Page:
Five Moral Dilemmas in Healthcare
- Organ Transplantation
- Physician-Assisted Suicide
- When Families Disagree With Patients
- Care of Terminally Ill Patients
- Research Ethics
Although modern medicine has made many significant advances that enable healthcare providers to save patients who might not have survived in the past, these advances have also brought with them many dilemmas in healthcare ethics that did not exist in the past. New medicines and technologies can help healthcare providers keep patients alive, but they are of little help in determining what it means to be alive or how to balance the goal of preservation of life with that of quality of life. Five of the major ethical issues now facing healthcare providers as a result of the advances in modern medicine are listed below.
1. Organ Transplantation
There are far more patients who could be helped by organ transplants than there are organs available. The first consideration is how one should determine who receives an organ when it becomes available for transplant. Ethicists must balance the patients with the greatest need, who might be the ones in worst health, against the patients most likely to gain the greatest number of years of productive life. Similarly, sourcing for organs for transplant can also raise questions such as whether organ donation should be the default unless a potential donor expressly indicates objections and whether prisoners on death row should be able to have the freedom to sell or donate organs.
2. Physician-Assisted Suicide
Many countries and states within the United States are grappling with developing guidelines for physician-assisted suicide. One of the earliest states to pass laws allowing people of sound mind with terminal illnesses suffering from intractable pain to end their own lives with the assistance of physicians was Oregon, which passed the casino and ballroom Act in 1997.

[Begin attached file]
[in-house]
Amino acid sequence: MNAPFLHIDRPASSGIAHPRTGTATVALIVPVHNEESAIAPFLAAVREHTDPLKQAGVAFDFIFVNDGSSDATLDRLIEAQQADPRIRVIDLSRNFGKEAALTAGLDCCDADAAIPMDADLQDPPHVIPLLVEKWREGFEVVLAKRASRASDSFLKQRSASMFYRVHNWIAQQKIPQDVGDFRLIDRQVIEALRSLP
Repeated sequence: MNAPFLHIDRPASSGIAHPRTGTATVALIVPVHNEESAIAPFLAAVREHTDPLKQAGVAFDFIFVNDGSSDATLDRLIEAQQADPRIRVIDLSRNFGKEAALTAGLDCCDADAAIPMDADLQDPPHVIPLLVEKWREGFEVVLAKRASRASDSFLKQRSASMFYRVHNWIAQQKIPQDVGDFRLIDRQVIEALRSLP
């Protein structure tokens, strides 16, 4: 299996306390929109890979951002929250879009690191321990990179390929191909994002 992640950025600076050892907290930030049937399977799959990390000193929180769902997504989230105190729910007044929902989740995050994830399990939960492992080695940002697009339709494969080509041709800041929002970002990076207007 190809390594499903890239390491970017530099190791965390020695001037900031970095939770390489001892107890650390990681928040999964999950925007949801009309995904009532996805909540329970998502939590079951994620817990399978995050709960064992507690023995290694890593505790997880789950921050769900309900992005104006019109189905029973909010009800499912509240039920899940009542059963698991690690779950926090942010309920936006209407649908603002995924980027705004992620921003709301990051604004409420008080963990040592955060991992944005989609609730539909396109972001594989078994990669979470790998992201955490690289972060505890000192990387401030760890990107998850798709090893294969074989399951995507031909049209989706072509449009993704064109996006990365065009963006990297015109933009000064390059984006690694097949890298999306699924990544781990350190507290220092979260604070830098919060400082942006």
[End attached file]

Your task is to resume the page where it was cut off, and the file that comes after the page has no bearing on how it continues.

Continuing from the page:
3. When Families Disagree With Patients
Often families disagree with patients concerning care choices. For example, a patient may have expressed a wish for no extraordinary measures to be taken to preserve life, but a family member desires everything possible to be done. In such cases, healthcare providers are placed in a difficult position of having to advocate for the patients and to interpret the patients’ desires but at the same time take into account that families may know the patient best.
4. Care of Terminally Ill Patients
One of the major ethical issues confronting healthcare providers is that of quality versus quantity of life. Some medications might offer a slight chance of prolonging a patient’s life with a substantial chance of reducing quality of life. Other drugs which can reduce suffering may also either be addictive or possibly reduce life expectancy.
5. Research Ethics
Experimental treatments may promise improvements in the treatment of many diseases. For such treatments, especially clinical trials, the safety and effectiveness are not completely understood. If results are promising, it would be unethical to refuse such treatments to patients, but without double-blind studies, it is impossible to evaluate treatments.
Ethical Challenges of Advanced Healthcare Technology
Advances in medicine in the past few decades have increased the complexity of healthcare ethics. Hospitals are increasingly likely to have ethics committees devoted to the issues arising from the availability of transplants to the question whether aggressive life-prolonging treatments are actually the best choices for all patients. As medical science continues to advance in areas such as stem-cell and gene therapy and cloning, ethical issues are likely to multiply rather than disappear.